Products Educ8n

Pedagogy for Learning About Products of Science & Technology (or ‘STEM’)
This page provides perspectives, pedagogical suggestions and resources regarding ‘products’ – e.g., laws, theories & inventions – of fields of science & technology (and perhaps engineering & mathematics [STEM]) that may help them in life.


Educational research suggests that science education tends to focus on teaching & learning of ‘products‘ of professional science – such as laws & theories, with some emphases on functioning of technologies (or inventions, innovations) that may relate to science products. Although learning such ‘products’ is essential for making personal & social (including political) decisions, there has been so much knowledge generated that students (particularly disadvantaged ones) can be overwhelmed – and, consequently, it seems essential that greater balances in learning outcomes are promoted, such as those suggested by Hodson (2003) and in Ontario curricula. This page provides some considerations for decisions about essential products to teach. Pedagogically, as with all learning outcomes, we recommend uses of our 3-phase, constructivism-informed, STEPWISE schema.

Products to be Learned

Given that fields of science (and technology/engineering, often involving mathematics) have generated ‘massive’ amounts of knowledge over their histories, including variations across different cultures (e.g., ‘Indigenous vs. ‘Western’), it can be helpful to have conceptions of broad categories of ‘products.’ As illustrated at right/below, we can imagine products as ‘Signs’ (e.g., chemical equations) and/or as new phenomena of the ‘World’ (e.g., drugs).

Note: Ontological Gaps (mis-translations) occur because of natural differences in composition between World & Sign; whereas, Ideological Gaps are inentional mis-translations.

World –> Sign: ‘Science’ Products

As indicated by the above model, science & technology/engineering processes are reciprocal – each influencing the other – and, so, have similarities. Nevertheless, it seems helpful to think of them as being somewhat different – with ‘science’ mainly focused on generating products like laws & theories, as explained in the video at right/below. For example, a solid (e.g., ice) can change ‘state’ to a liquid (e.g., liquid water) and then a gas (e.g., invisible water vapour in the air), which can be explained in terms of the ‘particle theory‘ – in that, for example, in liquid –> gas changes, particles can separate from each other as they they gain heat energy.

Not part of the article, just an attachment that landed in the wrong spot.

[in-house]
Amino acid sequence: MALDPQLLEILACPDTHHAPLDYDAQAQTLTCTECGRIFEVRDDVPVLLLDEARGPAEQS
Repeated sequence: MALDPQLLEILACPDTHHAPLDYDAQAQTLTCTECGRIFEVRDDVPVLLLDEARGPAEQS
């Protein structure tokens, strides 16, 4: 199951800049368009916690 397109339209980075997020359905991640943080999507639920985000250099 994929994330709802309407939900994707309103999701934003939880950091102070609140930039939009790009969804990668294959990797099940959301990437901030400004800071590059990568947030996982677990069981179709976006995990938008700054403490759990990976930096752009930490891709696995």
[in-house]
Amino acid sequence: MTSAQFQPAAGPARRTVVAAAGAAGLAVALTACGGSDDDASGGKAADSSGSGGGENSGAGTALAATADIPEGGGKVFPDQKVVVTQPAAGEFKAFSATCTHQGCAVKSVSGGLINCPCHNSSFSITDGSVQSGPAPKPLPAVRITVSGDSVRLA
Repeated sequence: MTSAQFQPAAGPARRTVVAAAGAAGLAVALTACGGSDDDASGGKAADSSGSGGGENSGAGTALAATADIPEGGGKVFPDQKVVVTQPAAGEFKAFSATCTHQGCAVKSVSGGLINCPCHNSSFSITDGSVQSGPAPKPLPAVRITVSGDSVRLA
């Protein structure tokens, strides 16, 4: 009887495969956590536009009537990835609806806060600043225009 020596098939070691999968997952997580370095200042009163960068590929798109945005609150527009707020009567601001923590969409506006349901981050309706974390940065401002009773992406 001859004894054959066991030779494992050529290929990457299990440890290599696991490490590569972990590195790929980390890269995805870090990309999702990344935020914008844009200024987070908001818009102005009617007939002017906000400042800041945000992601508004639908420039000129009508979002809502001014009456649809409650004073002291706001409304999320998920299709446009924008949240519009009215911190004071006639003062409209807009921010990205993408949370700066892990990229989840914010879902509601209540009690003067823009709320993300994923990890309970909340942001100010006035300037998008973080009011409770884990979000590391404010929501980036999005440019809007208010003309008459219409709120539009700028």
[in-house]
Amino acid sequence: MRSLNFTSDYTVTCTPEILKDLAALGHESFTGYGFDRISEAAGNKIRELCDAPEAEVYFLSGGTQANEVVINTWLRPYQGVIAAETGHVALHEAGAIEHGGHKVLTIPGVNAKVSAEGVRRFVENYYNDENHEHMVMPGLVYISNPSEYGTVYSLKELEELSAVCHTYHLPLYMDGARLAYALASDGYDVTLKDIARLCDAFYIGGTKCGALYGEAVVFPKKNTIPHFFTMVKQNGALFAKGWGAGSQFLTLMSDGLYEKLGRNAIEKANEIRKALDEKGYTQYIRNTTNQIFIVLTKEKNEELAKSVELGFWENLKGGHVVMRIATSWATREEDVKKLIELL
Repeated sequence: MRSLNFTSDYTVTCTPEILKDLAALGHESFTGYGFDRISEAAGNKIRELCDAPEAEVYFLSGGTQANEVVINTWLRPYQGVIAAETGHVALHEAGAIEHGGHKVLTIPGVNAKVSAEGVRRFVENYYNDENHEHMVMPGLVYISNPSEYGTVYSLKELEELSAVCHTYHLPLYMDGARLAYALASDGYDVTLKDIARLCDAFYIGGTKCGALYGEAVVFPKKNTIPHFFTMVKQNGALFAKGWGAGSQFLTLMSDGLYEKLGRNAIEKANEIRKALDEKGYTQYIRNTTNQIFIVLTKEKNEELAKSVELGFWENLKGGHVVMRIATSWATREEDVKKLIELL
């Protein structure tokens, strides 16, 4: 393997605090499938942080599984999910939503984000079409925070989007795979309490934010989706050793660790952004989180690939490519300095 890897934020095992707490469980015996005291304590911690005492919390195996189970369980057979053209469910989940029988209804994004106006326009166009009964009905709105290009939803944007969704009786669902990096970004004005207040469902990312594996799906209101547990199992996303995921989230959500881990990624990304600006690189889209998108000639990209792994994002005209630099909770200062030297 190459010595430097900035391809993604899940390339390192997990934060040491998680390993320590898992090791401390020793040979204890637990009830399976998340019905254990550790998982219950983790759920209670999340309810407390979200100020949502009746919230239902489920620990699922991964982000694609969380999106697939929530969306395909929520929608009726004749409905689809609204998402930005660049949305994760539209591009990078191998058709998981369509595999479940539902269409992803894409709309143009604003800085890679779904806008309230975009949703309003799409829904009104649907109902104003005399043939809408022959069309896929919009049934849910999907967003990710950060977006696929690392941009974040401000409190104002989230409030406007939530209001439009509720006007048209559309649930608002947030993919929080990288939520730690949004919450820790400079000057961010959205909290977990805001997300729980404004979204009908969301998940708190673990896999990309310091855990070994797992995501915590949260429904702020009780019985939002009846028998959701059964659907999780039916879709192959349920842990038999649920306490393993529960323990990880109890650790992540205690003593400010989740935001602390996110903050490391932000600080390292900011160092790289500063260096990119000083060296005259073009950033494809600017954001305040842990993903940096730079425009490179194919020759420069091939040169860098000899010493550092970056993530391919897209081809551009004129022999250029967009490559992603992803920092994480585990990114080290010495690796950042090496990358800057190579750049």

Sign –> World: ‘Engineering’ Products

Again, as indicated in the above model, ‘science’ & ‘technology’/’engineering’ co-affect each other, suggesting they can have similar products. However, very broadly, some evidence suggests that engineers mainly aim to generate phenomena of the ‘World’ that hadn’t existed. As noted in the video at right/below, generating new products & services often is not straightforward, however, often requiring much ‘trial-and-error.’ This can create compromises. Many engineering products, such as cell phones, are appreciated by many people – although there may be some harms linked to them. But, such technologies often are worth learning about, including in terms of science knowledge used to develop them – like the particle theory explaining hot air balloons.

Science Education Subjects

Political jurisdictions have typically grouped myriad ‘products’ of science & technology into larger ‘subjects’ and unit ‘topics,’ like those shown at right/below for grades 6-9 in the Ontario science curricula (where I work). Doing so can send semiotic messages about priorities for Products Education over that for other leaning domains (e.g., STEM-SE relationships). Such siloing also can limit students’ awareness & uses of concepts, skills, attitudes, etc. inherent to other subjects e.g., physics & biology) and topics (e.g., chemical reactions & climate change). This problem can be exacerbated by shifting teaching/learning through a series of unrelated topics – which can be confusing to students because of lack of continuity. A solution to problems like those above has been to promote theme-based curriculum arrangements – which allow for much subject/topic integration.